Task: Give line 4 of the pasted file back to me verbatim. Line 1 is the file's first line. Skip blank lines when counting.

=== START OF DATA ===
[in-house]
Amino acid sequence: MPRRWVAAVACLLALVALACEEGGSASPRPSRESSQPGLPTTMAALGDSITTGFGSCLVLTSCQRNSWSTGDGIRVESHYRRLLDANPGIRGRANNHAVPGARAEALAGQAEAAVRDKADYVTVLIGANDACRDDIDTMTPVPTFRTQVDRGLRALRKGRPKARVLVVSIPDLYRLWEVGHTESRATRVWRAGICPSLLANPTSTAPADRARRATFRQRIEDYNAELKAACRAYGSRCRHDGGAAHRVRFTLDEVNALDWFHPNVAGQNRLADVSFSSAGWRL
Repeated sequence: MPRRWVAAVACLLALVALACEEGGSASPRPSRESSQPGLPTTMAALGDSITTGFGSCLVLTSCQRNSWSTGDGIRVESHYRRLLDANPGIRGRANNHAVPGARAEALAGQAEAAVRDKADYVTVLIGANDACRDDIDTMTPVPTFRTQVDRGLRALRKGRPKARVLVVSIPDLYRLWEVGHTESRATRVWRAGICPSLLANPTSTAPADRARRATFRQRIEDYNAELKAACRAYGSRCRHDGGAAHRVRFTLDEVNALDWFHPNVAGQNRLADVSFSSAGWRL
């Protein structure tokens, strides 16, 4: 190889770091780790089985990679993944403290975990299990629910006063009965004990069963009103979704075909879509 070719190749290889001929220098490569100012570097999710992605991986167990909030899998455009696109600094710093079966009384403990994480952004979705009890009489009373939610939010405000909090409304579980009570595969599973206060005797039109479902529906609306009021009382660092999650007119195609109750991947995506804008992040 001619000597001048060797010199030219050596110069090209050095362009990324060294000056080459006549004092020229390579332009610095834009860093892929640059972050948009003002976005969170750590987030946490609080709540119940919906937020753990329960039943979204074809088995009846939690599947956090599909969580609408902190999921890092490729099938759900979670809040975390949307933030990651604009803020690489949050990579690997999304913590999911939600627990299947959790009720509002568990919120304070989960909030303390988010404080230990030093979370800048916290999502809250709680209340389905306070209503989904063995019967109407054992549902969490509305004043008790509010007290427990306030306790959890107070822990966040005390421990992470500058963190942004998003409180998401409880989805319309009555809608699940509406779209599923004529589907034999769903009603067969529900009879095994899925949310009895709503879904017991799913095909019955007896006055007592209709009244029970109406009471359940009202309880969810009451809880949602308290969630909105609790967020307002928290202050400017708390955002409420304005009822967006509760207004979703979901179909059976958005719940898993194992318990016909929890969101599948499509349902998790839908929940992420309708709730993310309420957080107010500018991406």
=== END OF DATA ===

């Protein structure tokens, strides 16, 4: 190889770091780790089985990679993944403290975990299990629910006063009965004990069963009103979704075909879509 070719190749290889001929220098490569100012570097999710992605991986167990909030899998455009696109600094710093079966009384403990994480952004979705009890009489009373939610939010405000909090409304579980009570595969599973206060005797039109479902529906609306009021009382660092999650007119195609109750991947995506804008992040 001619000597001048060797010199030219050596110069090209050095362009990324060294000056080459006549004092020229390579332009610095834009860093892929640059972050948009003002976005969170750590987030946490609080709540119940919906937020753990329960039943979204074809088995009846939690599947956090599909969580609408902190999921890092490729099938759900979670809040975390949307933030990651604009803020690489949050990579690997999304913590999911939600627990299947959790009720509002568990919120304070989960909030303390988010404080230990030093979370800048916290999502809250709680209340389905306070209503989904063995019967109407054992549902969490509305004043008790509010007290427990306030306790959890107070822990966040005390421990992470500058963190942004998003409180998401409880989805319309009555809608699940509406779209599923004529589907034999769903009603067969529900009879095994899925949310009895709503879904017991799913095909019955007896006055007592209709009244029970109406009471359940009202309880969810009451809880949602308290969630909105609790967020307002928290202050400017708390955002409420304005009822967006509760207004979703979901179909059976958005719940898993194992318990016909929890969101599948499509349902998790839908929940992420309708709730993310309420957080107010500018991406």